An Initial Public Offering or IPO represents the first time a company makes its shares available for trade on a stock exchange. Private companies can use IPOs to raise capital and fuel future growth, and hundreds of companies go public most years, presenting an opportunity for interested investors.
The number of IPOs per year varies, depending on market conditions and the ease with which companies can raise capital via other methods. Looking at IPO statistics can offer some perspective on how frequently companies decide to go public and which sectors tend to see the biggest launches.
Number of IPOs by Year
A look at IPO history shows that the number of initial public offerings fluctuates greatly by year and by decade. The last two decades have seen nearly 4,700 IPOs. Here’s a look at IPO filings by year for that time frame:
|Year||Number of IPOs|
The number of IPOs in any given year tend to follow movements in the economic cycle. In 2008, for example, there were just 62 IPOs as the economy faced a historic housing crisis. IPO activity didn’t pick up the pace again until 2010, once the Great Recession had ended.
Previous Year IPOs
Companies were more likely to go public in the 1980s and 1990s than in more recent years. Between 1980 and 2000, an average of 311 firms went public each year.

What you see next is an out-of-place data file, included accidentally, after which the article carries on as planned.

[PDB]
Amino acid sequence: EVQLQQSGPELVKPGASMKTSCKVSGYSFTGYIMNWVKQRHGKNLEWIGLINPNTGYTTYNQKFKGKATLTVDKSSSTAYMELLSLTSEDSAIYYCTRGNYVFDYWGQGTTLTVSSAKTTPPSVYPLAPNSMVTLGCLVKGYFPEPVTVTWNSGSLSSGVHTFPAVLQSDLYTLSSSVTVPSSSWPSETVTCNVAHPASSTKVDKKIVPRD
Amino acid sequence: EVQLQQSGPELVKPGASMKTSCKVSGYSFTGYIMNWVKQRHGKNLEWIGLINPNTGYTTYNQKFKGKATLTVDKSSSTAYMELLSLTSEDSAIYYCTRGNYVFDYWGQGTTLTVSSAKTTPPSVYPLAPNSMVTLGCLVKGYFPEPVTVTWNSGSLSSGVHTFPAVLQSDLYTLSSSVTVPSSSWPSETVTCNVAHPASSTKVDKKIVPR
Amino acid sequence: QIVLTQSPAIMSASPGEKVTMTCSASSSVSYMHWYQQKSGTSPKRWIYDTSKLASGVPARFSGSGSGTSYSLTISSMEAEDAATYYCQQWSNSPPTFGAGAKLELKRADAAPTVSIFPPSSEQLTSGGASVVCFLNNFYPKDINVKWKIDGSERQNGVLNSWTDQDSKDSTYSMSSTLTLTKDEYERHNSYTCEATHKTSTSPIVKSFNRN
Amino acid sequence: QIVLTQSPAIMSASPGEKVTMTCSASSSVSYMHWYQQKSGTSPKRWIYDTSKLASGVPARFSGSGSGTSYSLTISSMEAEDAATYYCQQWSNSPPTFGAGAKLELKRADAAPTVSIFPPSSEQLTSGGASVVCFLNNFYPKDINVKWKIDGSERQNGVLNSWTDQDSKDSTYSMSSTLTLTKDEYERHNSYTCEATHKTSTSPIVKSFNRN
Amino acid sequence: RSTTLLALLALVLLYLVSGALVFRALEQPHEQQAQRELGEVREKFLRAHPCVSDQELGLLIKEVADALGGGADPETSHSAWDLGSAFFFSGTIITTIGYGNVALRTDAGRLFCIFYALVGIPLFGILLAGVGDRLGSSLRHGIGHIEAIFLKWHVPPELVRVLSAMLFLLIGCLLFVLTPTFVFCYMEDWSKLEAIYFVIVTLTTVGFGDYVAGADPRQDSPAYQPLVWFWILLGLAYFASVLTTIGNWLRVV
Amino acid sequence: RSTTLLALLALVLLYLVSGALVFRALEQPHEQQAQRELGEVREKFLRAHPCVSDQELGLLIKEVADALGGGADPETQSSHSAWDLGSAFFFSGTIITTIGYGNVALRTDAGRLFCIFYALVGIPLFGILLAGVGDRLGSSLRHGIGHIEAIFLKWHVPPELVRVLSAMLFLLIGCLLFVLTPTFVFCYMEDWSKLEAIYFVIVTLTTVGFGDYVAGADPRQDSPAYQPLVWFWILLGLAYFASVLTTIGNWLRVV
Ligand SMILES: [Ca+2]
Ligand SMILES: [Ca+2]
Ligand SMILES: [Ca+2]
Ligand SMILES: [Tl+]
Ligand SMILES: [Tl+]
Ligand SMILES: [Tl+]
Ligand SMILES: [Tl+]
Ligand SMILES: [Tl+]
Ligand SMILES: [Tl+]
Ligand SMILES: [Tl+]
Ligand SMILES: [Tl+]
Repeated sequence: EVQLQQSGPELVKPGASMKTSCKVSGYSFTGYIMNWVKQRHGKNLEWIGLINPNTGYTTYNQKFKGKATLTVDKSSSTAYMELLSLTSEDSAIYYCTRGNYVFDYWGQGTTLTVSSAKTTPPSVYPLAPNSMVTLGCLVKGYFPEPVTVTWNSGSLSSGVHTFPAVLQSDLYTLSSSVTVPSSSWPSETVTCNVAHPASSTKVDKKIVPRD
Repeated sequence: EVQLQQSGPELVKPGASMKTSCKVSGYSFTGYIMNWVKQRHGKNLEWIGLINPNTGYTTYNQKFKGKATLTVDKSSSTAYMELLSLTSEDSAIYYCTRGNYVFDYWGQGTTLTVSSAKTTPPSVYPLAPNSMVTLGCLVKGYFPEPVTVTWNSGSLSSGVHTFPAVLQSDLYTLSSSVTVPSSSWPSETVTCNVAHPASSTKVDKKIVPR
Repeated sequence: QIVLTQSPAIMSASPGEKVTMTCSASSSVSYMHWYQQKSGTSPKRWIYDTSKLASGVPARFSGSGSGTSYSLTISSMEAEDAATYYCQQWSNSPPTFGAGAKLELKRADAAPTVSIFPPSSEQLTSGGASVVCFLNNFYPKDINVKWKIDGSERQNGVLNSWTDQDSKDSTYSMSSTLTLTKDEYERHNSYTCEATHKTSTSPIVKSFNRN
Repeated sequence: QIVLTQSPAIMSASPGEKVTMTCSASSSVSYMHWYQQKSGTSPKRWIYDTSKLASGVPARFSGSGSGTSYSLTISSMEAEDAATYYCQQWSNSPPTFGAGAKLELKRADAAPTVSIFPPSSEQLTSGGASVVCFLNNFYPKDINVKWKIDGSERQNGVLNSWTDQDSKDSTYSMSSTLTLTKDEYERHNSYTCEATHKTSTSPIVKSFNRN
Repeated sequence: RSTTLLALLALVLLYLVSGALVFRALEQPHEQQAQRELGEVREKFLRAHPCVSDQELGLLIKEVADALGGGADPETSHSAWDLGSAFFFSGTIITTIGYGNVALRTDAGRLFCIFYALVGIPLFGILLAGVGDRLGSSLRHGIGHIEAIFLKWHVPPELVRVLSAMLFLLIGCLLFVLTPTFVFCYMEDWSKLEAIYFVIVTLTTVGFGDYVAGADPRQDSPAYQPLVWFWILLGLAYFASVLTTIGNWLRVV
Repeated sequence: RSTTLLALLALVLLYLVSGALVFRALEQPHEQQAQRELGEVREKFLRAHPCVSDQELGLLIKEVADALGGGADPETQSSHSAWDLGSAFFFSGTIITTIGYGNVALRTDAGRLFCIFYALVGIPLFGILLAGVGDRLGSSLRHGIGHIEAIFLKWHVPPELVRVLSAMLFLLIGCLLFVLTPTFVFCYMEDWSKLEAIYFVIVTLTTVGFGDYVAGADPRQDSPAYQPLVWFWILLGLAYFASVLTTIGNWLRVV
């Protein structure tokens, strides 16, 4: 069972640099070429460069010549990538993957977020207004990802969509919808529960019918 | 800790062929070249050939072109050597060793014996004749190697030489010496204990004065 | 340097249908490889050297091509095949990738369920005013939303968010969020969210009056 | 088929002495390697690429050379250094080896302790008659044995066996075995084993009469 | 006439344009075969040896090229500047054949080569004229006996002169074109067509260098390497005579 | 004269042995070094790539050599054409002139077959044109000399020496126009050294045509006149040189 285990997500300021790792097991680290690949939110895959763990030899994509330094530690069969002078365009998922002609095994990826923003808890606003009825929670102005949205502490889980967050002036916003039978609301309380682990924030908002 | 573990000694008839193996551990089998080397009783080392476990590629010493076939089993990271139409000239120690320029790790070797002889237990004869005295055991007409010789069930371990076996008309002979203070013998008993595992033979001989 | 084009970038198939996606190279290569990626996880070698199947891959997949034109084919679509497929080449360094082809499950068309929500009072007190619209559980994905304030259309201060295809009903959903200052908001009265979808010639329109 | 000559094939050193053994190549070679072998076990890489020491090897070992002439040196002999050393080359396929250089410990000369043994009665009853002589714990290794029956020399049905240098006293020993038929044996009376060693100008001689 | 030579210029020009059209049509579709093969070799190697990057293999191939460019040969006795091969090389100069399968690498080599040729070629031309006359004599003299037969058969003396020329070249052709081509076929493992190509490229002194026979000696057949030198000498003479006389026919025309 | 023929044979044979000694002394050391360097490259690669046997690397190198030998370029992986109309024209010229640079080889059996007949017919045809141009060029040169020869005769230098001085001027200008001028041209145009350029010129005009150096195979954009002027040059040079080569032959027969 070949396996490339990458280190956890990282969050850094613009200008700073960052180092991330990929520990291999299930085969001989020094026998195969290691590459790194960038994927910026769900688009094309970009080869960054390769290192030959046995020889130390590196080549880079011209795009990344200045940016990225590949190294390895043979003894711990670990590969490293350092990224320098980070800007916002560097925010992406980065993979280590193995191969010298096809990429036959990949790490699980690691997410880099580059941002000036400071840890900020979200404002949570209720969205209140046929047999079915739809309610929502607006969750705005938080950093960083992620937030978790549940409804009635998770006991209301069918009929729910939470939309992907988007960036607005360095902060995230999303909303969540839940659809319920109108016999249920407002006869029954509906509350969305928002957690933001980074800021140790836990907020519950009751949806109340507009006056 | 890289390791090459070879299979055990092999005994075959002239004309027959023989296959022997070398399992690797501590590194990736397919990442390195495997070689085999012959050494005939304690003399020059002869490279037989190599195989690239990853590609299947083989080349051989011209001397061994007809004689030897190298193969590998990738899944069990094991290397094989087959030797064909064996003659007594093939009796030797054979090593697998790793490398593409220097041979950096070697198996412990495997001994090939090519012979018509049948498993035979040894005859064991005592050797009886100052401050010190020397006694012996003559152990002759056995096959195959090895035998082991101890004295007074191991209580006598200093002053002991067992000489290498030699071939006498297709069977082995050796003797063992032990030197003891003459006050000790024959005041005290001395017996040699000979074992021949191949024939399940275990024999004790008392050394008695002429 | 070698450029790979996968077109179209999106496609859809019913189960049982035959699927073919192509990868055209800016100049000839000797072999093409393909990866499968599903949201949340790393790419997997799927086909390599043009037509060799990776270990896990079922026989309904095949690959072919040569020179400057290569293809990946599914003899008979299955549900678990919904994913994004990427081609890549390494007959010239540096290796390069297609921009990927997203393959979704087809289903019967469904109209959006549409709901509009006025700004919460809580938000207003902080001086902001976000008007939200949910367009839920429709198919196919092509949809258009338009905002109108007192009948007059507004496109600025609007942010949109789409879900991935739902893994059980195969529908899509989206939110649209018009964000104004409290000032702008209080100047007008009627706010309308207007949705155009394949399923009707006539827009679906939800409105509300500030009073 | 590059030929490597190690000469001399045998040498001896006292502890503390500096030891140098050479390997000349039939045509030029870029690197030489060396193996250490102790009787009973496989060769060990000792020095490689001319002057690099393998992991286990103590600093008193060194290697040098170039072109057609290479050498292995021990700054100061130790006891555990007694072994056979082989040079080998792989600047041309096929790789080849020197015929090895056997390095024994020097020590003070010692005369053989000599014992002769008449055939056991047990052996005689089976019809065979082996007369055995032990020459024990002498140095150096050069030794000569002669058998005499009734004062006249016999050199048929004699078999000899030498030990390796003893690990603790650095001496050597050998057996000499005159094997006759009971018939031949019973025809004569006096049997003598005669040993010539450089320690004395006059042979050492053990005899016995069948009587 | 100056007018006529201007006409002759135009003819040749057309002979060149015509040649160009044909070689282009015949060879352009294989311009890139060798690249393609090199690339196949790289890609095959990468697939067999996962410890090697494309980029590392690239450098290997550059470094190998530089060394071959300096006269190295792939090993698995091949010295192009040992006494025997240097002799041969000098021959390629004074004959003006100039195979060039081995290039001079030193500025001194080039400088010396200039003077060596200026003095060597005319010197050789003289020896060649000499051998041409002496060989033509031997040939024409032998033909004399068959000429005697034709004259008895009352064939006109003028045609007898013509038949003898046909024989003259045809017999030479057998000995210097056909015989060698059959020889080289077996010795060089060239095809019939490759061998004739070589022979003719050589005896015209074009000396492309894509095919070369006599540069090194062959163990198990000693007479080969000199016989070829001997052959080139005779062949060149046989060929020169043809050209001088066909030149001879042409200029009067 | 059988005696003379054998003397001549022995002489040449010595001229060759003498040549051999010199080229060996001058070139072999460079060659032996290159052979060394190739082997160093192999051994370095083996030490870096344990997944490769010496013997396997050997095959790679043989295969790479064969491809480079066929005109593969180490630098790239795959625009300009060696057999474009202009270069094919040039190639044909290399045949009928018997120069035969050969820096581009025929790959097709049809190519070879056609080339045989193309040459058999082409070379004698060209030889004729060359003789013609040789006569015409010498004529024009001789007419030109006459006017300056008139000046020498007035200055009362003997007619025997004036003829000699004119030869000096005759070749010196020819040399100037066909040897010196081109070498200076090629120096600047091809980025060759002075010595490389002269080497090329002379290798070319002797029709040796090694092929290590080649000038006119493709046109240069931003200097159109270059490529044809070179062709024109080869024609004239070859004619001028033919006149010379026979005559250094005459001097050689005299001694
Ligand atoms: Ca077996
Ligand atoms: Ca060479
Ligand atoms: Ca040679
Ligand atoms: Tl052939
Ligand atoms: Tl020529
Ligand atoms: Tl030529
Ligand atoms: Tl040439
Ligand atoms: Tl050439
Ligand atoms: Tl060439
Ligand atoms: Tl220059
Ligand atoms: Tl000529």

IPO activity spiked in the mid-90s as entrepreneurs sought to join the growing dotcom bubble.
Meanwhile, an average of 99 firms went public each year between 2001 and 2011. In recent years, larger, more established companies appear likelier to go public than smaller private firms.
Largest IPOs in 2021
As of mid-November, there had been 991 initial public offerings in 2021, nearly double the number that went public in 2020, and nearly quadruple the number of IPOs in 2019.
In addition to a booming stock market, one of the factors driving IPOs in the last two years has been the increase in IPOs for special-purpose acquisition corporations (SPACs).These are essentially holding companies that go public with the sole purpose of acquiring another company.
Here are the top 10 largest IPOs for 2021 so far, based on market capitalization at the time the company went public.